“That’s what you’re going to have to do the last 10 weeks and today we were able to accomplish that and hopefully this is a good sign of things to come.”
Surprising: Danica Patrick and Jimmie Johnson had one surprising thing in common at Pocono. Both of their races were pretty much ruined by tire issues, which coincided with hitting the wall issues as well.
Six-time champ Johnson had his tires go down twice, once early in the race and the second time on lap 113, sending him into the wall.
Patrick actually hit the outside wall first on lap 14, which resulted in a severe tire rub. Just one lap later, her right-rear tire failed as she was trying to make her way to pit road.
Johnson finished 39th and Patrick ended her day in the 30th spot.
“Unfortunately, we had some trouble early and were able to really rally back and get ourselves in the top-five,” the driver of the No. 48 Lowe’s Chevrolet said. “So disappointed for sure, but really unclear as to what happened going into Turn 2. The car went straight down into the Tunnel Turn.”
“I feel so badly that I started the problems when I hit the fence there in Turn 2,” the driver of the No. 10 GoDaddy Chevrolet said. “I just wish I would have been smart enough to bring our GoDaddy Chevy to pit lane as soon as it happened, but sometimes tire rubs seem worse than what they are, so I stayed out there and we lost the tire.”
“I’m really disappointed, and I know all the guys are, too.”
Not Surprising: After scoring the pole with a new Pocono track record of 183.438 mph and 49.063 seconds, it was not surprising for rookie Kyle Larson to yet again score Rookie of the Race honors with his 12th place race run.
NASCAR Camping World Truck race winner and Sunoco Rookie of the Year contender Austin Dillon finished in the 15th position as the next highest rookie runner.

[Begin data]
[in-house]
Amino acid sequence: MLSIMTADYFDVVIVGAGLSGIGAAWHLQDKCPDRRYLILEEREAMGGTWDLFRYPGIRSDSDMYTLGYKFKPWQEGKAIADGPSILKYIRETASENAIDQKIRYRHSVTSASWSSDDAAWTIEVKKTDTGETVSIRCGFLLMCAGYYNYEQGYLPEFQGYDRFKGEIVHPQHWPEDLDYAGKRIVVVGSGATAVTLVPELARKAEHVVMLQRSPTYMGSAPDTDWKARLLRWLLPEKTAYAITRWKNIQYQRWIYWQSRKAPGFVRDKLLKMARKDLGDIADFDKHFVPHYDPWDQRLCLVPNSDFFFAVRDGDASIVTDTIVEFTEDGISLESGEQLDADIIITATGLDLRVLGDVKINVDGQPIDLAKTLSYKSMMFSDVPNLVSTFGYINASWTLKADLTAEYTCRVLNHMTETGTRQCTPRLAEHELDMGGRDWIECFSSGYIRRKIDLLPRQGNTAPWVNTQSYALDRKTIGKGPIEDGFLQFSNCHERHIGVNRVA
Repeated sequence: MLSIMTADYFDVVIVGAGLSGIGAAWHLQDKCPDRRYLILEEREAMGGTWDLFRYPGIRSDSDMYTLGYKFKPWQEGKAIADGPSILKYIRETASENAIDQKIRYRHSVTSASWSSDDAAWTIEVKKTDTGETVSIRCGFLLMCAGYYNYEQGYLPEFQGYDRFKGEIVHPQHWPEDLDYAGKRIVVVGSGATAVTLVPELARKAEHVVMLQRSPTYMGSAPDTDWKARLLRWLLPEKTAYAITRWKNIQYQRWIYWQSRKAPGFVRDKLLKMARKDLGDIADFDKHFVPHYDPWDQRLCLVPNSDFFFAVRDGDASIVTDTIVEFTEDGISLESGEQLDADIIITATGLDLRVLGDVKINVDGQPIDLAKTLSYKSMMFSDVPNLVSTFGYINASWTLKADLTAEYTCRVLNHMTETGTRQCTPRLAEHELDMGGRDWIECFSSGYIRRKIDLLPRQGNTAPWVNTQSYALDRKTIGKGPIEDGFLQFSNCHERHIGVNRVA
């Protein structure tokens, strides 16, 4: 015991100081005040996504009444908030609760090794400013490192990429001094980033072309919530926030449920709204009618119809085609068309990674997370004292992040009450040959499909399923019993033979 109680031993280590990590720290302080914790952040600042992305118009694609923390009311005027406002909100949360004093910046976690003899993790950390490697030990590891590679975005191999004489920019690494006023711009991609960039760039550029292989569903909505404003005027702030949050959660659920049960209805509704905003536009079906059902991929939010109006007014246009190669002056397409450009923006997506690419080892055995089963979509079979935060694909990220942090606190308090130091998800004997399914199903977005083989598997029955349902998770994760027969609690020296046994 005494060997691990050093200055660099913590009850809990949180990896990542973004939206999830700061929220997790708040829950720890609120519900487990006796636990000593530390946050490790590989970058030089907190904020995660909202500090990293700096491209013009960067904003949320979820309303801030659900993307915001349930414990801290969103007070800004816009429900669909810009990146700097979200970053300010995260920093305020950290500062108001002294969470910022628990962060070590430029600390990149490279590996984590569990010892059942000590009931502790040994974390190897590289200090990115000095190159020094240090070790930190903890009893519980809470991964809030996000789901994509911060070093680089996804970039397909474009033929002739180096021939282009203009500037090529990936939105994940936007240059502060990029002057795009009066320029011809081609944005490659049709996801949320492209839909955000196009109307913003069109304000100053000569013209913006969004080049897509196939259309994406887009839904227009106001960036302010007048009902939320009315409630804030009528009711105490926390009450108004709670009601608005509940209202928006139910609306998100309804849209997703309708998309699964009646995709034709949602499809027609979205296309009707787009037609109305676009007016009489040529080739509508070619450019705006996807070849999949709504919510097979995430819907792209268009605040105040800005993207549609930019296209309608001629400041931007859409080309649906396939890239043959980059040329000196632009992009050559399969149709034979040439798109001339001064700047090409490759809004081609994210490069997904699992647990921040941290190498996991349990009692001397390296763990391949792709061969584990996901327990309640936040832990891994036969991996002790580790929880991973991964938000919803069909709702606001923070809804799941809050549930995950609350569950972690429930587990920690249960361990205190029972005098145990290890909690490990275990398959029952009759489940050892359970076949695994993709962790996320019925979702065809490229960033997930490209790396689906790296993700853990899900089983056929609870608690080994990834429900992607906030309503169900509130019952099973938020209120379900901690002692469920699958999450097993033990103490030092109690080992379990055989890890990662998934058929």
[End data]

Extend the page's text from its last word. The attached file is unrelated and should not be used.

Surprising: While Kyle Busch is quite often the dominant Toyota, the driver of the No. 18 M&Ms Toyota Camry for Joe Gibbs Racing, exited early with some sort of engine issue and Clint Bowyer instead led the charge in his No. 15 RK Motors Charlotte Toyota Camry, finishing 4th.
“We had a good car all weekend and we unloaded good,” Bowyer said. “I’m proud of (Brian) Pattie (crew chief) and all these guys that work so hard.”
“It’s the work during the week, day in and day out, that makes the difference when you come to these weekends and it’s good to be getting a good finish.”
Not Surprising: Denny Hamlin, sans his regular crew chief Darian Grubb, deemed his substitute crew chief Mike Wheeler good after a top-10 finish at the Tricky Triangle.
“You know, he (Mike Wheeler) did a really good job,” the driver of the No. 11 FedEx Office Toyota said. “He called the race nice. Good communication and we were on the same strategy as far as what I was thinking and what he was thinking so that was good.”
“So really pretty seamless for the most part.”
Surprising: Matt Kenseth’s predictions of Pocono not being the best track for him came true when he finished a disappointing 38th after having his car destroyed in the Pocono version of the ‘Big One.’
“It’s never been a wonderful track for me,” Kenseth said prophetically prior to the race. And after the race, he simply said. “We just got all collected.”
Not Surprising: There was at least one driver that was ready to accept his 15th place finish and head on to the road course at Watkins Glen for next weekend’s race.
“If you had asked me at the start of the day would I take a top-15 finish, I would have said yes but it was just a little frustrating there at the end,” Marcos Ambrose, driver of the No. 9 DeWalt Ford Said. “We had some issues and I probably let a few spots go, but we’ll keep digging and keep working on it.”
“It’s frustrating for all of us to not be as competitive at these downforce tracks as we want, but we’ve got a good one next week coming up and hopefully we can get rolling there.”